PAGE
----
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For the world’s stock exchanges and listing authorities currently falling over themselves to court Saudi Aramco, the answer appears to be the same, wherever it likes.
In the case of the United Kingdom, the Financial Conduct Authority, in its guise as the UK’s listing authority, has presented a consultation document on changes to the listing rules that would allow sovereign controlled companies such as Saudi Aramco to list here.
The consultation proposes to create an additional category within the Premium Listing regime specifically aimed at sovereign-controlled companies, allowing them to list with weaker governance protections.
Supporters of the rule changes argue that they are necessary for London to attract new business, stay competitive and ensure the listing rules continue to evolve and innovate to meet the needs of companies. London’s international capital markets might otherwise be stymied by strict rules and governance requirements, they argue.
While we are sympathetic to the cause of London and support the case for the UK to stay competitive in a growing global marketplace, we do not think re-writing the rules is the correct way to go about it.
Along with the Institute of Directors and a number of other investors, Royal London Asset Management has previously voiced its opposition to the proposed changes. In our response to the FCA consultation, which closes tomorrow, we have laid out the reasons behind our concerns.
Our opposition stems from our view that financial markets exist, not just as enablers of transactions, but as facilitators of meaningful wealth creation for the benefit of society. It’s important to remember that wealth can be destroyed in capital markets just as easily as it is created.
The regulations which govern these markets should reflect this core function, working in favour of creating wealth and helping to protect against destroying it. A robust governance regime is an important mechanism within this system and we believe that two specific proposals put forward in the consultation fly in the face of this.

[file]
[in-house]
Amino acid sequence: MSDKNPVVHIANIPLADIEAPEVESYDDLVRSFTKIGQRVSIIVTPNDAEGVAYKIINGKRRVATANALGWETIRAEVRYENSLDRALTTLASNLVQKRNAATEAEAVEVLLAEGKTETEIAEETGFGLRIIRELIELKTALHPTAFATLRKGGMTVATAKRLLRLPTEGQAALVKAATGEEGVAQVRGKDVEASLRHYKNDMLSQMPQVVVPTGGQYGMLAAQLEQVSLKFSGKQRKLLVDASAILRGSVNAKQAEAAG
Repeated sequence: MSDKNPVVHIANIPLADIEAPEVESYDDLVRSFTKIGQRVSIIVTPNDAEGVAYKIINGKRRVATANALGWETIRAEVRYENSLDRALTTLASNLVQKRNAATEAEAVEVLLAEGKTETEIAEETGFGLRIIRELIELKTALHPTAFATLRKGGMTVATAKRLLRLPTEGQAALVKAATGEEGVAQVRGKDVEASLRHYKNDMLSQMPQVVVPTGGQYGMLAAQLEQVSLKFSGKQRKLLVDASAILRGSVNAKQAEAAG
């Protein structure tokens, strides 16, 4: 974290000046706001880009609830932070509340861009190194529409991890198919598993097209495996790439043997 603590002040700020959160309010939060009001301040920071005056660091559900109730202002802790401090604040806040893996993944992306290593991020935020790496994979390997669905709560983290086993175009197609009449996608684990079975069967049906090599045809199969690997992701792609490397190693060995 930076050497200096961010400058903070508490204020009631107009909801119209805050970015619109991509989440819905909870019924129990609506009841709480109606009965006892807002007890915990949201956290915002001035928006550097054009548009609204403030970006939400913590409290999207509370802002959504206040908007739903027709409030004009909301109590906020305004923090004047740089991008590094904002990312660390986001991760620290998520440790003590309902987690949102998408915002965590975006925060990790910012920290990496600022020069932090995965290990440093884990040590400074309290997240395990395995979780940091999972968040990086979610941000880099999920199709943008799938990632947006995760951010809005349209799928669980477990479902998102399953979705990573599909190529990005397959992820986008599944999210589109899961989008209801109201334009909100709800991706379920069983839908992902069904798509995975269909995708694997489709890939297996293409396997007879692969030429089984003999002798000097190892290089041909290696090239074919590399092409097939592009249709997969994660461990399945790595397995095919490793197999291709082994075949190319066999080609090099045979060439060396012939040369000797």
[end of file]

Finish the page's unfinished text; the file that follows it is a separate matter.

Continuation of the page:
Firstly, removing rules on related party transactions, which regulates dealings between the sovereign shareholder and the company, creates a significant risk that company assets could be used for political or policy objectives by the firm’s majority shareholder.
Oversight of these transactions is crucial for any company controlled by a foreign government, particularly because there is heightened risk of corruption or expropriation of assets from the company back to the sovereign state.
Without robust scrutiny, there is a risk that value could be destroyed. While not perfect, related party rules give shareholders some assurances that transactions with the sovereign state are above board. The complex relationship between a publically traded firm and the foreign government who holds the majority of the shares arguably makes related party rules significantly more important, not less, as suggested by the consultation document.
Secondly, we disagree with any proposal to remove the controlling shareholder rules that ensure there is a robust process for electing independent directors. Independent directors serve many vital functions – not least of which is to provide a voice for minority shareholders and ensure an outside perspective is being heard in the boardroom.
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